Exceljet

Quick, clean, and to the point

XLOOKUP with complex multiple criteria

Excel formula: XLOOKUP with complex multiple criteria
Explanation 

To lookup data based on multiple complex criteria, you can use the XLOOKUP function with multiple expressions based on boolean logic.  In the example shown, the formula in G5 is:

=XLOOKUP(1,(LEFT(B5:B16)="x")*(C5:C16="east")*NOT(MONTH(D5:D16)=4),B5:E16)

With XLOOKUP's default settings for match mode (exact) and search mode (first to last) the formula matches the first record where:

account begins with "x" AND region is "east", and month is NOT April.

which is the fourth record (row 8) in the example shown.

How this formula works

Normally, the XLOOKUP function is configured to look for a value in a lookup array that exists on the worksheet. However, when the criteria used to match a value becomes more complex, you can use boolean logic to create a lookup array on the fly composed only of 1s and 0s, then look for the value 1. This is the approach used in this example:

=XLOOKUP(1,boolean_array,result_array)

In this example, the required criteria is:

account begins with "x" AND region is "east", and month is NOT April.

For each of the three separate criteria above, we use a separate logical expression. The first expression uses the LEFT function to test if Account begins with "x":

LEFT(B5:B16)="x" // account begins with "x"

Because we are checking twelve values, the result is an array with twelve values like this:

{TRUE;FALSE;TRUE;TRUE;TRUE;FALSE;FALSE;FALSE;TRUE;TRUE;FALSE;TRUE}

The second expression tests if Region is "east" using the equal to (=) operator:

C5:C16="east" // region is east

As before, we get another array with twelve TRUE FALSE values:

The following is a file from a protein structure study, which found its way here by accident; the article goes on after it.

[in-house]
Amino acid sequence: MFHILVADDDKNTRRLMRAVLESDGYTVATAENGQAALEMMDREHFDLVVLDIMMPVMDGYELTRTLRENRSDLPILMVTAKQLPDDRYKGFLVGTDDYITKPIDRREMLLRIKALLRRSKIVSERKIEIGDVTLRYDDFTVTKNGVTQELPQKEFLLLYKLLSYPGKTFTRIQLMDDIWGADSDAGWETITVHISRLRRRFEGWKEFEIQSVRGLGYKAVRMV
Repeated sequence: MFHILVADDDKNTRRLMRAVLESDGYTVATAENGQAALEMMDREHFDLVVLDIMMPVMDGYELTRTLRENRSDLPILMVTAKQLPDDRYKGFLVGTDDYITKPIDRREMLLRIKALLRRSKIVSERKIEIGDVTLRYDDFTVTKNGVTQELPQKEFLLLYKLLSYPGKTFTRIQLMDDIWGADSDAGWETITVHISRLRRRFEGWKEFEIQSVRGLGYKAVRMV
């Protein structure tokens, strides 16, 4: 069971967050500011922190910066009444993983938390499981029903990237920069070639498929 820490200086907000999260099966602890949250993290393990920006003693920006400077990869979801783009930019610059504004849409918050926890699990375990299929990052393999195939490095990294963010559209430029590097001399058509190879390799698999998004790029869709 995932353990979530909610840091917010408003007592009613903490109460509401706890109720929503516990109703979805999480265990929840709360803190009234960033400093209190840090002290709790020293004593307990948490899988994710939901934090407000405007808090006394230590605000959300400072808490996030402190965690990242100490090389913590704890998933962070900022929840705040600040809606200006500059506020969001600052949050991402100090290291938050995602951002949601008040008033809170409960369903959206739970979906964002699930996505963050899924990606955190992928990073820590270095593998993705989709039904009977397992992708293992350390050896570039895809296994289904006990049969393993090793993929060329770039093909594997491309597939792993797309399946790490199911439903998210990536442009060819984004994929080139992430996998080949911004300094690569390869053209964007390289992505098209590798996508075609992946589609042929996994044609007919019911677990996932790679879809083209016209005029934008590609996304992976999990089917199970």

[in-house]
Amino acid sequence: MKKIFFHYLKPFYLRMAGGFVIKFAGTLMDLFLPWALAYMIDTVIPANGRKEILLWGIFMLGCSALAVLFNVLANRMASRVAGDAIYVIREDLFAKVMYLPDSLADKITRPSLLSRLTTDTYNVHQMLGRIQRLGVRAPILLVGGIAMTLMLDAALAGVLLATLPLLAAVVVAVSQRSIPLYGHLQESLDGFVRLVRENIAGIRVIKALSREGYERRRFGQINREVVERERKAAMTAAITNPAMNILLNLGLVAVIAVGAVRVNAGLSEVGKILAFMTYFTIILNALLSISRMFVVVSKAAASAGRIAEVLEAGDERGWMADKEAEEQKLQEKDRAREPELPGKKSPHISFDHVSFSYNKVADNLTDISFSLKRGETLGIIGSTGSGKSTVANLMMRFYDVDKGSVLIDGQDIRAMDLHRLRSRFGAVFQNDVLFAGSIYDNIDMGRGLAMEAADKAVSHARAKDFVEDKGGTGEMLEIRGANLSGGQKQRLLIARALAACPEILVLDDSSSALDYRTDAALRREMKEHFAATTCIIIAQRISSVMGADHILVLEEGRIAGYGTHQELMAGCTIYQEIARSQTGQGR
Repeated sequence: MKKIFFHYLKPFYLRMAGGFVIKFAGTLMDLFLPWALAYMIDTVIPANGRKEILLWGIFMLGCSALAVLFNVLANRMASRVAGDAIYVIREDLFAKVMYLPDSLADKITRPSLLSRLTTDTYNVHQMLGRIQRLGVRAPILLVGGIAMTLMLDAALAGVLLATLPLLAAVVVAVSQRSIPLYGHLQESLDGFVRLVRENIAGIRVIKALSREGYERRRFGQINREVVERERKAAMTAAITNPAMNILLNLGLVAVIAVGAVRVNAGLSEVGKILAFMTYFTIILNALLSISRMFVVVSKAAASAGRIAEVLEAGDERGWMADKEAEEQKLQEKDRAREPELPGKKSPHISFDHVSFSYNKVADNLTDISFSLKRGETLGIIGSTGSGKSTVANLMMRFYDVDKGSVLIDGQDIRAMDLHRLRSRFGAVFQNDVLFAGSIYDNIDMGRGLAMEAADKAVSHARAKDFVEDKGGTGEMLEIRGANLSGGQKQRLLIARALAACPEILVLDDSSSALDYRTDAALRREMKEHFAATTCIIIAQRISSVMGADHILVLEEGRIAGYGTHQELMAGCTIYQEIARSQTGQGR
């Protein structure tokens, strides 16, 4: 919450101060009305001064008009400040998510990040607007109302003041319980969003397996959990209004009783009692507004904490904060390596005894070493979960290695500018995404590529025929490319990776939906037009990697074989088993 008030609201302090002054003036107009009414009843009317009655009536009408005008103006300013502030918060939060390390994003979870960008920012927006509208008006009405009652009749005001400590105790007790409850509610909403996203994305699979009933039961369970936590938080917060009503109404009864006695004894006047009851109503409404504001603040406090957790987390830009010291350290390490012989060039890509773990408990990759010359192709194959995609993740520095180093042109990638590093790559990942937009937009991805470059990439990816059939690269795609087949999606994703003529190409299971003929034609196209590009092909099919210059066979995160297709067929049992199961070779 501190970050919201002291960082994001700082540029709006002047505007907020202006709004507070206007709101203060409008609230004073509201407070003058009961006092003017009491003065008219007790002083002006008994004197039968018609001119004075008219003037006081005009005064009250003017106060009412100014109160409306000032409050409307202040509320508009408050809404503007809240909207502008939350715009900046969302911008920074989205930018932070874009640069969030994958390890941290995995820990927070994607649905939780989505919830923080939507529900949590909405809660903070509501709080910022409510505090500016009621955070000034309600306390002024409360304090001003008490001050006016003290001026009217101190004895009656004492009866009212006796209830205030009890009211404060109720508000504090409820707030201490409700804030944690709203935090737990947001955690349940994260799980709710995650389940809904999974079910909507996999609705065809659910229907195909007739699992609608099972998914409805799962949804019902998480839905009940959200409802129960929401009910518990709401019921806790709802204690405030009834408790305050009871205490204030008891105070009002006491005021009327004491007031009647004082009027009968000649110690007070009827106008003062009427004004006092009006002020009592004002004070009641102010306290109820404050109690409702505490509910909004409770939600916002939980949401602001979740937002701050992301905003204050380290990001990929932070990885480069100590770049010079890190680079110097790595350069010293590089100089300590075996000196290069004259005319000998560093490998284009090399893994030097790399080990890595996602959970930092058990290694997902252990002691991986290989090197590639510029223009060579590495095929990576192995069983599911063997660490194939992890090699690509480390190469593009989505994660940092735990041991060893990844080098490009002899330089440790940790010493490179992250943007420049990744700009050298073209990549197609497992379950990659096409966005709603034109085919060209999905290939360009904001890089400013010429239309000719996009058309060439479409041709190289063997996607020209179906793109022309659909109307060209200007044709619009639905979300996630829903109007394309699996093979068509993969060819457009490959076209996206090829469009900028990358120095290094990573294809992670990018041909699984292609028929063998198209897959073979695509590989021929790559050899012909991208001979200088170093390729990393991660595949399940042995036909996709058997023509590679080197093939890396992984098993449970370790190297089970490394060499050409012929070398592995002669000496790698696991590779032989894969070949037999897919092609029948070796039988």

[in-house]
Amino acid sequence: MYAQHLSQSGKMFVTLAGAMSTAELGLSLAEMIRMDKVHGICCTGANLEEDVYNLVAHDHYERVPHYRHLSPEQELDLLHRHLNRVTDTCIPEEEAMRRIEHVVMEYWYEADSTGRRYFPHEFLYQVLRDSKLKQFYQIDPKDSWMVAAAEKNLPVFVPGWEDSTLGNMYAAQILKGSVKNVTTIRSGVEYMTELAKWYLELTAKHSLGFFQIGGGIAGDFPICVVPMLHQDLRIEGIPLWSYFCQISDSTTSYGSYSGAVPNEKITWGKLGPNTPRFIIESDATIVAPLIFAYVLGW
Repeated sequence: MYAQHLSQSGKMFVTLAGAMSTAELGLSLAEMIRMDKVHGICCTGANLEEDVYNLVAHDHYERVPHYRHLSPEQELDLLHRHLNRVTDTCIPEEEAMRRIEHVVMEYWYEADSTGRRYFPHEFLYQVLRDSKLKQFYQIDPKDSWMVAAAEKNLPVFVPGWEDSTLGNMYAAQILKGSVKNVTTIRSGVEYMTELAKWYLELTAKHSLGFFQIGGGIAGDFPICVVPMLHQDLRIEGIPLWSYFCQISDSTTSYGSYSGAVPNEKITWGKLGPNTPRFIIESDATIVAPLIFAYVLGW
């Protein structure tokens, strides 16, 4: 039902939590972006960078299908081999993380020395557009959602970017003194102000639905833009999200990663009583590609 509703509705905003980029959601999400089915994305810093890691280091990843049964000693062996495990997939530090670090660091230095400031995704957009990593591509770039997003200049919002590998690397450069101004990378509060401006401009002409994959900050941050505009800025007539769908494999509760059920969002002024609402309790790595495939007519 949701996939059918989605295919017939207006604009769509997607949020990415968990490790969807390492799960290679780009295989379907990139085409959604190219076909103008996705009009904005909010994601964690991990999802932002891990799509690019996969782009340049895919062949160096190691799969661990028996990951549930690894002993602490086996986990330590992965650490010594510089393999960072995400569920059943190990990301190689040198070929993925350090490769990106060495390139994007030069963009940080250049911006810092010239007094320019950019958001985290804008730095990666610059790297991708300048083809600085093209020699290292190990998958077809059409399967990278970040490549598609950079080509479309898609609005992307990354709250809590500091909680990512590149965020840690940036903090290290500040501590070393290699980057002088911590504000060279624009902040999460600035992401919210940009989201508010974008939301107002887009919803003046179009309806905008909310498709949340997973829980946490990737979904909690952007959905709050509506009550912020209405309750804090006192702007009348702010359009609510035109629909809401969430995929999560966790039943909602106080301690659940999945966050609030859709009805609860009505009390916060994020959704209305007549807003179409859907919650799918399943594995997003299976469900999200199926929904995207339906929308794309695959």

{FALSE;FALSE;TRUE;TRUE;TRUE;FALSE;TRUE;FALSE;FALSE;TRUE;FALSE;TRUE}

The third expression needs to exclude the month of April. The easiest way to do this is to test for the month of April directly with the MONTH function:

MONTH(D5:D16)=4 // month is April

Then use the NOT function to to reverse the result:

NOT(MONTH(D5:D16)=4) // month is not April

which creates an array correctly describing "not April":

{FALSE;FALSE;FALSE;TRUE;TRUE;TRUE;TRUE;TRUE;TRUE;TRUE;TRUE;TRUE}

Next, all three arrays are multiplied together, and the math operation coerces the TRUE and FALSE values to 1s and 0s:

{1;0;1;1;1;0;0;0;1;1;0;1}*
{0;0;1;1;1;0;1;0;0;1;0;1}*
{0;0;0;1;1;1;1;1;1;1;1;1}

In boolean arithmetic,  multiplication works like the logical function AND, so the final result is a single array like this:

{0;0;0;1;1;0;0;0;0;1;0;1}

The formula can now be rewritten like this:

=XLOOKUP(1,{0;0;0;1;1;0;0;0;0;1;0;1},B5:E16)

With 1 as a lookup value, and default settings for match mode (exact) and search mode (first to last), XLOOKUP matches the first 1 (fourth position) and returns the corresponding row in the result array, which is B8:E8.

Last match

By setting the optional search mode argument to -1, you can locate the "last match" with the same criteria like this:

=XLOOKUP(1,(LEFT(B5:B16)="x")*(C5:C16="east")*NOT(MONTH(D5:D16)=4),B5:E16,,,-1)
Dynamic Array Formulas are available in Office 365 only.
Author 
Dave Bruns

Excel Formula Training

Formulas are the key to getting things done in Excel. In this accelerated training, you'll learn how to use formulas to manipulate text, work with dates and times, lookup values with VLOOKUP and INDEX & MATCH, count and sum with criteria, dynamically rank values, and create dynamic ranges. You'll also learn how to troubleshoot, trace errors, and fix problems. Instant access. See details here.